BATON ROUGE- Homelessness has been a perpetual issue for much of the city’s history. Advocates say new people end up on the street all the time.
An estimated 80 percent of people who go homeless in Baton Rouge get placed in permanent housing within six months, according to homelessness advocates.
Helping the remaining population is more challenging. They often have mental health or drug addiction issues.
A new coalition of advocates organized by Mayor Sharon Weston Broome now has funding to focus on the those who stay on the street, particularly in the downtown area.
It’s a delicate process that sometimes involves the police.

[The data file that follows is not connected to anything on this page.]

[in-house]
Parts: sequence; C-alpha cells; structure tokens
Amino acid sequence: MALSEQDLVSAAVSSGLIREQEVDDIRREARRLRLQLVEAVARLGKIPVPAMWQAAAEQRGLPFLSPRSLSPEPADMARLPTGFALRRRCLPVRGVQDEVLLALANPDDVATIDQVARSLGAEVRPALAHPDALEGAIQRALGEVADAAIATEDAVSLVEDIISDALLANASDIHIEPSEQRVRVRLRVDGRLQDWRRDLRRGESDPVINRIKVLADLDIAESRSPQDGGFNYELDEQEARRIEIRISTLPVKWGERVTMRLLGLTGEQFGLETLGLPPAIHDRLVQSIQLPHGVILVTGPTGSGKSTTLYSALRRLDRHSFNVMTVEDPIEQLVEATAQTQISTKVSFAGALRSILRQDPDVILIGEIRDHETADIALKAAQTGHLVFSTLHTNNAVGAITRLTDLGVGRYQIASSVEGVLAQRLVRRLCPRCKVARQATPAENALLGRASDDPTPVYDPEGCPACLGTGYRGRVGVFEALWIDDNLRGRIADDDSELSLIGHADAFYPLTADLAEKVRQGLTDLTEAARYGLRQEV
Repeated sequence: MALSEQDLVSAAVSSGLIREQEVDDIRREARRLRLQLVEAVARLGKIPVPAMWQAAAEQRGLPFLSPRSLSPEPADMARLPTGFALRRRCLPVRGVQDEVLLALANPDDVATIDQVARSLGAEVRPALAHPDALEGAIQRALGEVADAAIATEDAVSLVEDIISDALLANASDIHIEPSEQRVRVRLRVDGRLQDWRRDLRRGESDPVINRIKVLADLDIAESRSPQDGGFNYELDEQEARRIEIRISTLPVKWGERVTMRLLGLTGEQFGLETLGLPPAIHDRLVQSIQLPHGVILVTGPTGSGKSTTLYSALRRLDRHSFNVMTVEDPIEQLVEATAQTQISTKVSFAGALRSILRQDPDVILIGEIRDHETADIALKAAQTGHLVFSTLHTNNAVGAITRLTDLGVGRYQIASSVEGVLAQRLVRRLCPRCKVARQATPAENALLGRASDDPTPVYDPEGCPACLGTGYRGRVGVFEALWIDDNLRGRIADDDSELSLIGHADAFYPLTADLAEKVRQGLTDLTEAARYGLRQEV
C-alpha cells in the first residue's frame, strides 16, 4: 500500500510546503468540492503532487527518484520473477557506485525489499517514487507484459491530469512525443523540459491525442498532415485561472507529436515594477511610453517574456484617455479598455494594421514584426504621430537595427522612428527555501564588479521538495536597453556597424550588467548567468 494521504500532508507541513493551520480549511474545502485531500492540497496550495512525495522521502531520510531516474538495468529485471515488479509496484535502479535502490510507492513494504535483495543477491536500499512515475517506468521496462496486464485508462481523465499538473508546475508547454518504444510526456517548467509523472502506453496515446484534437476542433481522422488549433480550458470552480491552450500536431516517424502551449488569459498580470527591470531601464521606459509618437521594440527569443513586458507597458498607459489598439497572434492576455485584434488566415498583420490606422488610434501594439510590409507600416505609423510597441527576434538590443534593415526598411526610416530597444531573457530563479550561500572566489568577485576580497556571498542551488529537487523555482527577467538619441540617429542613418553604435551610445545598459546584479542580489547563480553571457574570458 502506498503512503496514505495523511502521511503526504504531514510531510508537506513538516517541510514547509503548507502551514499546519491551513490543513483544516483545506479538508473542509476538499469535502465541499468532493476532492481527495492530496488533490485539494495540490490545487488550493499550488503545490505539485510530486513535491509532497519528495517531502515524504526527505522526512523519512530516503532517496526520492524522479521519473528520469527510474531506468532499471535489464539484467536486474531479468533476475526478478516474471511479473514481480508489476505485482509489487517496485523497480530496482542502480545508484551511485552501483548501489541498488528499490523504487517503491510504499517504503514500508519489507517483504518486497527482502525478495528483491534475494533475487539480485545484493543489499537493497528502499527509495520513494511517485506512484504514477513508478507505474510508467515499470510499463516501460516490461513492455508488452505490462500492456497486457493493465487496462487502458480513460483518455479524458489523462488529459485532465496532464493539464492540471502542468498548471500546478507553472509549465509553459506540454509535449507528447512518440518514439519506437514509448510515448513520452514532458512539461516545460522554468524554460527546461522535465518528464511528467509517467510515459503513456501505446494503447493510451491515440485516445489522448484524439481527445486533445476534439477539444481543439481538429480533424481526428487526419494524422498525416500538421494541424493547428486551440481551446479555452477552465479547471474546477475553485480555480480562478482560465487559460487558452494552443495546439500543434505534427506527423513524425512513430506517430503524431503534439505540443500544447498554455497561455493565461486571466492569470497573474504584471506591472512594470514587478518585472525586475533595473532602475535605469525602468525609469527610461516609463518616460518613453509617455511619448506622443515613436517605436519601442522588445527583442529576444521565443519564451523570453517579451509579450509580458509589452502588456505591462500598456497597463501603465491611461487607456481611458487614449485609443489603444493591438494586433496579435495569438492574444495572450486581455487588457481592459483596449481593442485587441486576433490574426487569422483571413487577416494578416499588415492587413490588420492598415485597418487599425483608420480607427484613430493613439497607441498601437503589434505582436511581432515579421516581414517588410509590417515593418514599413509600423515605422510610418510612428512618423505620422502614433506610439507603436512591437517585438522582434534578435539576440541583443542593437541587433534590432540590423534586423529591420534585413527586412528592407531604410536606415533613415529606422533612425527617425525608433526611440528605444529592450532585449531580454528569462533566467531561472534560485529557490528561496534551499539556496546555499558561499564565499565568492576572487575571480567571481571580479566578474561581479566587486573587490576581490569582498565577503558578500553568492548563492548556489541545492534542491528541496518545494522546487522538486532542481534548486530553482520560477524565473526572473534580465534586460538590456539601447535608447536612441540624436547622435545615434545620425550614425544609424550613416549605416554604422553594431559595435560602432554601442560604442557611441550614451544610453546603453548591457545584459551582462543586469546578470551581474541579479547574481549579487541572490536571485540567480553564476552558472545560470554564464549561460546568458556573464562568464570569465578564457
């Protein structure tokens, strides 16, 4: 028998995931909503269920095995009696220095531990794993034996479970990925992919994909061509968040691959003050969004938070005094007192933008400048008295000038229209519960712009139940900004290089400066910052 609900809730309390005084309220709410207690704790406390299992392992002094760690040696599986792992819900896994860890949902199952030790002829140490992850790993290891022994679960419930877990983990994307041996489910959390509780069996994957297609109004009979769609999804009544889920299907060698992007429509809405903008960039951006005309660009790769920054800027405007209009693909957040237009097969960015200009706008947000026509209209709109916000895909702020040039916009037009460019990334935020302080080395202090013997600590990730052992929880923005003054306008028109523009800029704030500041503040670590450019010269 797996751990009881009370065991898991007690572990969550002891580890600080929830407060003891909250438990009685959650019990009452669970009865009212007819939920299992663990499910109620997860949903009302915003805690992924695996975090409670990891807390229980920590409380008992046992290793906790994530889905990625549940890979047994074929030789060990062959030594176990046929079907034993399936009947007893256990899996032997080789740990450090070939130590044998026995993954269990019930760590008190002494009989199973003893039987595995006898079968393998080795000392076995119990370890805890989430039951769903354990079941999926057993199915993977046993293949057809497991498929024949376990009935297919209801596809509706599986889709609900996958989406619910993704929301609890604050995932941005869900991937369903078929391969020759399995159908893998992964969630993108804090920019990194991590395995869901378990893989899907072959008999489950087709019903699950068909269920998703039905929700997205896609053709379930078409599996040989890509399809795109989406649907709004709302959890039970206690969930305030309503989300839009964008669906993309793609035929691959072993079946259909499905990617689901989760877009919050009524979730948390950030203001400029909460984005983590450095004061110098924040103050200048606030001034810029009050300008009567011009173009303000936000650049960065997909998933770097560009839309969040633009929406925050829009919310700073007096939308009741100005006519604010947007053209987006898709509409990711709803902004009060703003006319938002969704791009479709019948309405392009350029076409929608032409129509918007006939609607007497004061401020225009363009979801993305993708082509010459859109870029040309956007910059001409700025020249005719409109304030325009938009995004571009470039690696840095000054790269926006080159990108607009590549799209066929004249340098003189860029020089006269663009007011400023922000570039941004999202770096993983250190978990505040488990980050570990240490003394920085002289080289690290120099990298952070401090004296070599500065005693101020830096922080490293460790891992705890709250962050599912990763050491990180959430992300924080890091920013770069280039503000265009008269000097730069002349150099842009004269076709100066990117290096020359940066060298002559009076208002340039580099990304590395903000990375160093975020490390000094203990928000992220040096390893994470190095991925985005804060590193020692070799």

“They’re trying to find places for those guys to go, they’re trying deal with that issue as best they can,” said L’Jean McKneely with Baton Rouge Police.
There’s also a major move coming for the dozens of homeless residents living under the Trevor Sims Bridge on North Boulevard. A developer plans to soon build a fence around the bridge as part of a revitalization of the area.
Advocates are working to find understanding landlords willing to take on the residents. The goal is to make a further dent in the city’s homeless problem.